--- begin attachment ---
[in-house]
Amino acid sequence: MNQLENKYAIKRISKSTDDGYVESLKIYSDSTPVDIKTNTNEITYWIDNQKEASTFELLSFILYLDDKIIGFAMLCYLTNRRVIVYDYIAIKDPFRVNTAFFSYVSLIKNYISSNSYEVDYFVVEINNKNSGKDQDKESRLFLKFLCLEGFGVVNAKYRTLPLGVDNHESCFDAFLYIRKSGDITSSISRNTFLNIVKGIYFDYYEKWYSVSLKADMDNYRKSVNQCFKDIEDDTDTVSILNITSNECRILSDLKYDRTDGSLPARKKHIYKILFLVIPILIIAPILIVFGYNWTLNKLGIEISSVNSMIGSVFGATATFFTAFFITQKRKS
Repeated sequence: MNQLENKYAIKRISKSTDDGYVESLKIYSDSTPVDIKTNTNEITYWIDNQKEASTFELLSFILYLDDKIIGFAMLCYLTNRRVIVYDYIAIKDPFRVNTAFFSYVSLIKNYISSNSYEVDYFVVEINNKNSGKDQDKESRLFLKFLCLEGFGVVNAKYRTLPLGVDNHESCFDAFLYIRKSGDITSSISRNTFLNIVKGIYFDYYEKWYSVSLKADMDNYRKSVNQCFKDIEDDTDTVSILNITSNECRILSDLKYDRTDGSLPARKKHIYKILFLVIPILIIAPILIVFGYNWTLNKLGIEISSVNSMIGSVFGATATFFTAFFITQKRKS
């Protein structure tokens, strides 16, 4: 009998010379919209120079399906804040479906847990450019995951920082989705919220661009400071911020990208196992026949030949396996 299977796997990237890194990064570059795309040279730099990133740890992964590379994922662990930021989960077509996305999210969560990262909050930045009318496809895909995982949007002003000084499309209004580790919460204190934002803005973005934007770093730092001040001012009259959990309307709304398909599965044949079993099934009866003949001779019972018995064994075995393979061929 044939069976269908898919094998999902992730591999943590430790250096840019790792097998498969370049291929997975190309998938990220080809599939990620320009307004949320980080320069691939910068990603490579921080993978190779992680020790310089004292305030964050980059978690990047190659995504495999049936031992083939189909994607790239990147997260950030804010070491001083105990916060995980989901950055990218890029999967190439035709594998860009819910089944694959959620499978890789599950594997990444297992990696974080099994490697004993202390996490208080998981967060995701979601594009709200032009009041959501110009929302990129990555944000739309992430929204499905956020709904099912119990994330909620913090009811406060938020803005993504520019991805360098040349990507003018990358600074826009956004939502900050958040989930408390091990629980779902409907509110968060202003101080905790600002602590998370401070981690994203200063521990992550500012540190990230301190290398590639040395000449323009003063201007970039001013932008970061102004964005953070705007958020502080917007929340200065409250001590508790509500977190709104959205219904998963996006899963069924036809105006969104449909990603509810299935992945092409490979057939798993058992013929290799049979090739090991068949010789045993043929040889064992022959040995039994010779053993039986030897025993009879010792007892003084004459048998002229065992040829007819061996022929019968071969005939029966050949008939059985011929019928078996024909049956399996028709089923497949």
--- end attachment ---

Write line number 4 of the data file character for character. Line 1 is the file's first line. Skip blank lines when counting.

């Protein structure tokens, strides 16, 4: 009998010379919209120079399906804040479906847990450019995951920082989705919220661009400071911020990208196992026949030949396996 299977796997990237890194990064570059795309040279730099990133740890992964590379994922662990930021989960077509996305999210969560990262909050930045009318496809895909995982949007002003000084499309209004580790919460204190934002803005973005934007770093730092001040001012009259959990309307709304398909599965044949079993099934009866003949001779019972018995064994075995393979061929 044939069976269908898919094998999902992730591999943590430790250096840019790792097998498969370049291929997975190309998938990220080809599939990620320009307004949320980080320069691939910068990603490579921080993978190779992680020790310089004292305030964050980059978690990047190659995504495999049936031992083939189909994607790239990147997260950030804010070491001083105990916060995980989901950055990218890029999967190439035709594998860009819910089944694959959620499978890789599950594997990444297992990696974080099994490697004993202390996490208080998981967060995701979601594009709200032009009041959501110009929302990129990555944000739309992430929204499905956020709904099912119990994330909620913090009811406060938020803005993504520019991805360098040349990507003018990358600074826009956004939502900050958040989930408390091990629980779902409907509110968060202003101080905790600002602590998370401070981690994203200063521990992550500012540190990230301190290398590639040395000449323009003063201007970039001013932008970061102004964005953070705007958020502080917007929340200065409250001590508790509500977190709104959205219904998963996006899963069924036809105006969104449909990603509810299935992945092409490979057939798993058992013929290799049979090739090991068949010789045993043929040889064992022959040995039994010779053993039986030897025993009879010792007892003084004459048998002229065992040829007819061996022929019968071969005939029966050949008939059985011929019928078996024909049956399996028709089923497949």